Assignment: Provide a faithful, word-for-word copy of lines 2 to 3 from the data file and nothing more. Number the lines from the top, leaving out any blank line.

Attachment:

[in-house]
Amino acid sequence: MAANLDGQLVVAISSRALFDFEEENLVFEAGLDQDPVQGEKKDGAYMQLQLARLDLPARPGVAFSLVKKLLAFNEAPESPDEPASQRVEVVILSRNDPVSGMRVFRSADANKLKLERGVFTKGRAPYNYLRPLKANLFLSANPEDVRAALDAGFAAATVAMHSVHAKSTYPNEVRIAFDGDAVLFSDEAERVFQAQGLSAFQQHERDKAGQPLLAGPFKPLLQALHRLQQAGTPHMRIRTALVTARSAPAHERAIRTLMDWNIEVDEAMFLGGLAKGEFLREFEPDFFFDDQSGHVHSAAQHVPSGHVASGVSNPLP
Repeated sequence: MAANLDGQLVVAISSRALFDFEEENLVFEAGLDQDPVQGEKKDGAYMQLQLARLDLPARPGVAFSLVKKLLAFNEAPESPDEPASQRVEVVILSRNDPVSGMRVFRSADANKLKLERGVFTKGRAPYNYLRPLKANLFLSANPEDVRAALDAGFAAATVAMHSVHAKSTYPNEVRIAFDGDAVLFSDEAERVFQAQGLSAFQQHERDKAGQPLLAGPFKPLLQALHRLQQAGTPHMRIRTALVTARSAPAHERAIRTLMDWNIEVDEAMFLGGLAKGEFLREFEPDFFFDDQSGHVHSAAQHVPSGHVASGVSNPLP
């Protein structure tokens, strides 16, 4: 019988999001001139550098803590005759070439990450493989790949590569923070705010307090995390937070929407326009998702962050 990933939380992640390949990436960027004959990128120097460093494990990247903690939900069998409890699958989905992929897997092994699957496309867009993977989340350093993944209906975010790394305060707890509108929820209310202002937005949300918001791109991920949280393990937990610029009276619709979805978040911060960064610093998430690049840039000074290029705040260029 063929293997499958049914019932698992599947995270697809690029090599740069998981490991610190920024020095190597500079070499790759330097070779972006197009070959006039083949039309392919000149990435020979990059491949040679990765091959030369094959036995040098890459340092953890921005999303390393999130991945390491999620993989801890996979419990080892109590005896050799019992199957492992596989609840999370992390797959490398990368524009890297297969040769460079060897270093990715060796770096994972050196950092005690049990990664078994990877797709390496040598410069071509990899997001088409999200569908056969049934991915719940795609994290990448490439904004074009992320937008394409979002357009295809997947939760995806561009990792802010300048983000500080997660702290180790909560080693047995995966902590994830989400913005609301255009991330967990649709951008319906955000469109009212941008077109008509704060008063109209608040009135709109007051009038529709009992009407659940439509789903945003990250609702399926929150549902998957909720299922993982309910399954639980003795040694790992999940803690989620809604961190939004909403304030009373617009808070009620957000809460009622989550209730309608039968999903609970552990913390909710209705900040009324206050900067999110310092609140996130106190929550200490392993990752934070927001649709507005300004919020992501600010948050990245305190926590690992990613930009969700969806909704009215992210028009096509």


Amino acid sequence: MAANLDGQLVVAISSRALFDFEEENLVFEAGLDQDPVQGEKKDGAYMQLQLARLDLPARPGVAFSLVKKLLAFNEAPESPDEPASQRVEVVILSRNDPVSGMRVFRSADANKLKLERGVFTKGRAPYNYLRPLKANLFLSANPEDVRAALDAGFAAATVAMHSVHAKSTYPNEVRIAFDGDAVLFSDEAERVFQAQGLSAFQQHERDKAGQPLLAGPFKPLLQALHRLQQAGTPHMRIRTALVTARSAPAHERAIRTLMDWNIEVDEAMFLGGLAKGEFLREFEPDFFFDDQSGHVHSAAQHVPSGHVASGVSNPLP
Repeated sequence: MAANLDGQLVVAISSRALFDFEEENLVFEAGLDQDPVQGEKKDGAYMQLQLARLDLPARPGVAFSLVKKLLAFNEAPESPDEPASQRVEVVILSRNDPVSGMRVFRSADANKLKLERGVFTKGRAPYNYLRPLKANLFLSANPEDVRAALDAGFAAATVAMHSVHAKSTYPNEVRIAFDGDAVLFSDEAERVFQAQGLSAFQQHERDKAGQPLLAGPFKPLLQALHRLQQAGTPHMRIRTALVTARSAPAHERAIRTLMDWNIEVDEAMFLGGLAKGEFLREFEPDFFFDDQSGHVHSAAQHVPSGHVASGVSNPLP